Nayib Bukele accuses alleged opponents of committing "terrorism" in the United States
The Salvadoran Foreign Ministry reported that it will ask the US authorities to strengthen security at the Salvadoran diplomatic headquarters.
The president of El Salvador, Nayib Bukele, on Sunday accused alleged opponents of committing "acts of terrorism " in the United States after unknown persons had burned a vehicle belonging to the Salvadoran consulate in New York.
"These are acts of terrorism. They are desperate to regain power and do not care what they have to do to achieve it," Nayib Bukele posted on his Twitter account, without sharing evidence pointing directly to the opposition.
"There is no doubt that they are the worst thing that has happened to our country" and "unfortunately, they will not go so easy. They have already shown that they are willing to do anything," he added.
This message was in response to a trill from Wendy Clavijo, secretary for Salvadorans Abroad of the ruling party Nuevas Ideas (NI), who stated that "alleged sympathizers" of the Salvadoran opposition party Alianza Republicana Nacionalista (Arena) and Frente Farabundo Martí For National Liberation (FMLN) "they have gone to the Long Island consulate in NY (New York) to do acts of vandalism."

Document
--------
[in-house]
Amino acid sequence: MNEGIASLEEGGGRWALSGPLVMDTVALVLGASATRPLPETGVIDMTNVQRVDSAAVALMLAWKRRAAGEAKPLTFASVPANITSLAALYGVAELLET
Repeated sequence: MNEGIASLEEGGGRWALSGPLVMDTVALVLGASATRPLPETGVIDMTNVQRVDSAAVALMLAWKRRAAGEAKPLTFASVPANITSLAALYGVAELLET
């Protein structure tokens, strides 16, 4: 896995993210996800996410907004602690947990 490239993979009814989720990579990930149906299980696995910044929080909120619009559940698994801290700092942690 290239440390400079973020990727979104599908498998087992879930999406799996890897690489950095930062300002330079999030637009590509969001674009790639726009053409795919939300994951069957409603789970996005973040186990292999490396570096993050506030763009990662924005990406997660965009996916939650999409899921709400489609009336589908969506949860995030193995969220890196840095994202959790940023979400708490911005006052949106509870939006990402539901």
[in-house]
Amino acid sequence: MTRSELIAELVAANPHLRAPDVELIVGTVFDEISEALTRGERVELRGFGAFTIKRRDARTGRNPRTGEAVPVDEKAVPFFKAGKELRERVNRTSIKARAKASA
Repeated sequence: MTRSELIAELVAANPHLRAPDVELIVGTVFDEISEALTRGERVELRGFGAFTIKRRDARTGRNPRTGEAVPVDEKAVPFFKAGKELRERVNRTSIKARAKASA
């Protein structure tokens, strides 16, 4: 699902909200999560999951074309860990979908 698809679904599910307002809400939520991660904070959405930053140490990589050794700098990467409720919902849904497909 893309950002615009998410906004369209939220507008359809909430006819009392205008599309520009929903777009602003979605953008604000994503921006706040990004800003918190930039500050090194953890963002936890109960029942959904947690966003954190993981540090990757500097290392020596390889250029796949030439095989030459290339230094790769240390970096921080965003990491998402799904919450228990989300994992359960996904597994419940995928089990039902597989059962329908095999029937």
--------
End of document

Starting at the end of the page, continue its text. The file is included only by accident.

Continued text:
"They burned private property, a vehicle they used to make mobile consulates," he said.
The Salvadoran Foreign Ministry reported in a statement that it will ask the US authorities to strengthen security at the Salvadoran diplomatic headquarters in its territory.
On September 15, thousands of Salvadorans protested in the streets against the government of Nayib Bukele for various decisions, such as the adoption of bitcoin as legal currency and what various sectors consider an "authoritarian" drift.
"No to presidential re-election, no to bitcoin, no to militarization, no to dictatorship!" and "without judicial independence there are no guarantees for the defense of human rights," were the messages on some of the banners carried by the protesters.
The president accused the international community of financing the opposition in a message to the nation on the national radio and television network.
On that occasion, his critics were publicly called "terrorists" for the first time, although in previous speeches he has referred to them as "internal enemies."